We may not have seen as many notebooks and ultrabooks this years as in times past, but we have seen is an increasing number of interesting, and sometimes even innovative form factors from manufacturers who were clearly trying out new designs to accommodate Windows 8’s touchscreen capabilities.
The latest, which comes from Sony, checks both the interesting and innovative boxes on that list. From the exterior, the ultrabook looks similar to many others, except for one detail – a crease line running down the centre of the lid. This has its practical application, as you discover once you lift the lid.
Much like on Acer’s Aspire R7 (review), this hinge enables you to view the screen as one would on a traditional notebook or flip the screen and drag it over the keyboard to concentrate on web browsing, for example. Furthermore, users can also flip the screen entirely so that it is facing the other direction, with the keyboard and trackpad behind it; particularly handy when one is watching a movie. Finally, one could use it in a tablet orientation for those who prefer to do everything using the touch interface. The question is, however, whether people would actually be inclined to use these various configuration options, or rather just stick with using the ultrabook as they would conventionally. That, however, would depend entirely on user preference.
Coming as no surprise from Sony, the ultrabook is beautifully styled, and certainly looks the part of a modern, appealing device.
Dressed to impress
Granted, it could argued that Acer’s Aspire R7 does a similar thing. The most apparent difference between these two notebooks though is that the VAIO keeps its trackpad beneath the keyboard, unlike Acer’s offering. While Acer’s design was certainly different, on this front we tended to prefer the VAIO’s traditional trackpad placement.
The design difference found on our review model's all black VAIO ultrabook doesn’t end with just the screen though. The aluminium base of the notebook is also quite distinctive; with thin, chamfered edges that lends it a sleek, stylish and somewhat futuristic aesthetic, and reminded us a little of the Samsung Series 9 900X noteback (review) from 2011.
While comparisons between Acer and Samsung’s offerings come to mind, to its credit Sony’s ultrabook looks and feels different to and unique from both. Additionally, and no surprise here from Sony, the build quality both looks and feel top notch, and certainly conveys a sense of being a premium product. Indeed no creak or flex from the keyboard and display respectively was evident.
Another area where this ultrabook stands out in the 15.5” screen itself, which is a pleasure to behold, thanks in no small part to its full HD (1920 x 1080) resolution. Indeed, colours are bright, clear and saturated on the screen, while also exhibiting some very good contrast. This is despite the fact that the display is not overly reflective, something that we particularly appreciate (we still maintain that if screens are so reflective that you can effectively shave in front of it, something has gone awry).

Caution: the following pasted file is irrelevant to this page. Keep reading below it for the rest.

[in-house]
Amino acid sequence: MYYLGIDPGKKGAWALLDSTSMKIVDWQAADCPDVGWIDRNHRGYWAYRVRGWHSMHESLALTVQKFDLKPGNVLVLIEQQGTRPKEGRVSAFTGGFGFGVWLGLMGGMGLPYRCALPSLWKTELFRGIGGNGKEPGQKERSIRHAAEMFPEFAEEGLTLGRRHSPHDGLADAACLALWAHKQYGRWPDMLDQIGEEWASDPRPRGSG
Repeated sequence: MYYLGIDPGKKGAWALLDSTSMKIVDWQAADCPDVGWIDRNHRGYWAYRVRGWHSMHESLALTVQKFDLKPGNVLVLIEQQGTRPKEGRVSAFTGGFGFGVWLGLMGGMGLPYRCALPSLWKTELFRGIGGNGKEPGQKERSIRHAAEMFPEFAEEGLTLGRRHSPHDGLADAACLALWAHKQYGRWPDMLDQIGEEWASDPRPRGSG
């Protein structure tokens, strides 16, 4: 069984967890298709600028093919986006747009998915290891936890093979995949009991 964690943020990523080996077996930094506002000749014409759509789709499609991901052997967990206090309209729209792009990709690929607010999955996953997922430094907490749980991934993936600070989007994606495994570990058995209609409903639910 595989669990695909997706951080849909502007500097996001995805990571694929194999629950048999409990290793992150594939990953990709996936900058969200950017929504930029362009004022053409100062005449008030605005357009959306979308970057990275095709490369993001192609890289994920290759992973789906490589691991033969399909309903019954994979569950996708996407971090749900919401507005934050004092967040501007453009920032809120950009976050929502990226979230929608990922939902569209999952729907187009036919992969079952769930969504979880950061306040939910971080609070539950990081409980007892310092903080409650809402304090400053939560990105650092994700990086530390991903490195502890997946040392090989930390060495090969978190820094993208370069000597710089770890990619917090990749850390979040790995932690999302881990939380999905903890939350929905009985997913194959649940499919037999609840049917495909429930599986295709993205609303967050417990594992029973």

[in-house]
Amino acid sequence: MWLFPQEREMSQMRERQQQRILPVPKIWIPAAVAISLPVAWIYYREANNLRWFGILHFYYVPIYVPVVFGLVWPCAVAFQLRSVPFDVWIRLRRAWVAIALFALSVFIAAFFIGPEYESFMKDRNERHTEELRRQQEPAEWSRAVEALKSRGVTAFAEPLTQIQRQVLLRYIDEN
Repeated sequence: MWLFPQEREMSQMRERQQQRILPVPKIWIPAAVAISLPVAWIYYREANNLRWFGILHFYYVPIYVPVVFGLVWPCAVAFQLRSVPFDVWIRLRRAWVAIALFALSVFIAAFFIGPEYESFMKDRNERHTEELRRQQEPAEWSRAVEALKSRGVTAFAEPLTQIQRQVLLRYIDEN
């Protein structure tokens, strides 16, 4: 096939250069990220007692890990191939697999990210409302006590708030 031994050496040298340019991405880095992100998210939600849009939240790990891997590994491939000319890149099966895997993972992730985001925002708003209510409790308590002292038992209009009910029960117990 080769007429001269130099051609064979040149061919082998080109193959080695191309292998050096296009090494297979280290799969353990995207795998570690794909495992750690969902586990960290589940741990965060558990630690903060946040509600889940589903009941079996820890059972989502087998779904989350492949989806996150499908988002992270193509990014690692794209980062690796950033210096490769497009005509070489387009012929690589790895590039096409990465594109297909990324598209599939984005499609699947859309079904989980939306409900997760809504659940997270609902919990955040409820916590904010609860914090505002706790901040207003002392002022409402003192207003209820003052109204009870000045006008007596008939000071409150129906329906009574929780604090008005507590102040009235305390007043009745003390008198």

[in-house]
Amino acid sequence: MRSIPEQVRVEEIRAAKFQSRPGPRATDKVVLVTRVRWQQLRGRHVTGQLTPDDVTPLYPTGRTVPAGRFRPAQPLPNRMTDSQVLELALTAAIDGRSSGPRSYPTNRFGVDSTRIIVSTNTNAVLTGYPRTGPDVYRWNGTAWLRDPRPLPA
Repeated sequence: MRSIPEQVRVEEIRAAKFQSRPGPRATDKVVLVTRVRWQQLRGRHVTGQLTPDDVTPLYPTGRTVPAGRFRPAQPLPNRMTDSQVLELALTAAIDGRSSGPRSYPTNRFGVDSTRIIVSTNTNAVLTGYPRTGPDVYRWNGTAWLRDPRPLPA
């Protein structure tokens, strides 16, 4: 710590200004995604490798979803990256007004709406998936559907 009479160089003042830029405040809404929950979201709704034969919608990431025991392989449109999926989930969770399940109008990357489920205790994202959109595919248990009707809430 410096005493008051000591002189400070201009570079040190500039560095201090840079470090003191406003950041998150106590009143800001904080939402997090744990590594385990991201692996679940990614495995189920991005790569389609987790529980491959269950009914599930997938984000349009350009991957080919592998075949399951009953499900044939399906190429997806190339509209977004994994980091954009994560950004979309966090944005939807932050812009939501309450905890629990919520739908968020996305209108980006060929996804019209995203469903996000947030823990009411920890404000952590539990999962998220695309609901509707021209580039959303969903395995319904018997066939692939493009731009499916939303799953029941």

What this means of course, is that the VAIO practically begs to be loaded up with photos and movies, and does a great job at rendering both. Indeed, it’s not just the screen that is up to the challenge; the ultrabook is capable of seriously loud sound output that practically reverberates across the entire frame, although the audio does get a little distorted at the very top-end.
The first clue that this is no ordinary ultrabook is the crease running down the top of the ultrabook cover; in fact, a hinge that enables users to flip the screen into various configurations.
So how does it perform? Well, in general tasks, very well in fact. Indeed, this was hardly a surprise, since under the hood purrs the Core i5- 4200U CPU, accompanied by 4 GB of memory (which is alright, although we would have liked to have seen more) while a Nvidia Geforce GT 735M handles the graphics and a capacious 1 TB drive caters for storage.
Inexplicably though, the ultrabook point blank refused to render complete benchmarking scores, despite the fact that we downloaded and installed the latest versions of our favourite benchmarking applications (Heaven and 3D Marks among them). Ultimately, we concluded that this was not the fault of the hardware, but rather seemed due to a problematic Windows 8 installation.
Alas, we can’t talk about a notebook nowadays without also mentioning Microsoft’s operating system, which was as intrusive, annoying and marred by erratic behavior as ever. Our test unit was not yet updated to Windows 8.1.
Moving on, the chiclet keyboard itself is a bit of a double edged sword. On the one hand, it boasts some lovely backlighting (something which is always a welcome sight on a notebook or ultrabook). On the other hand though, keypress is particularly shallow, while the keys themselves seemed noticeably smaller than you would normally find. Granted, this might just be to the liking of some users; for those who prefer deep and springy keys, well, this VAIO certainly doesn’t deliver.
More disturbing was the sink that the keys were set in, which seemed to waver with the slightest touch. If anything this felt like the ultrabook’s Achilles heel, and reminded us, not too favourably, of the wafer-thin backplates that some manufacturers tend to use on their smartphones.
Alas, considering the high-quality build of the rest of the machine, it was all the more glaring and noticeable, and just as unwelcome as a portly streaker at an otherwise exciting rugby game.
Two USB 3.0 and one USB 2.0 port, an HDMI port and an SD card slot round off the VAIO Fit 15A; yours for R16 000 for the i5 version and a pricey R18 000 for a Core i7 processor.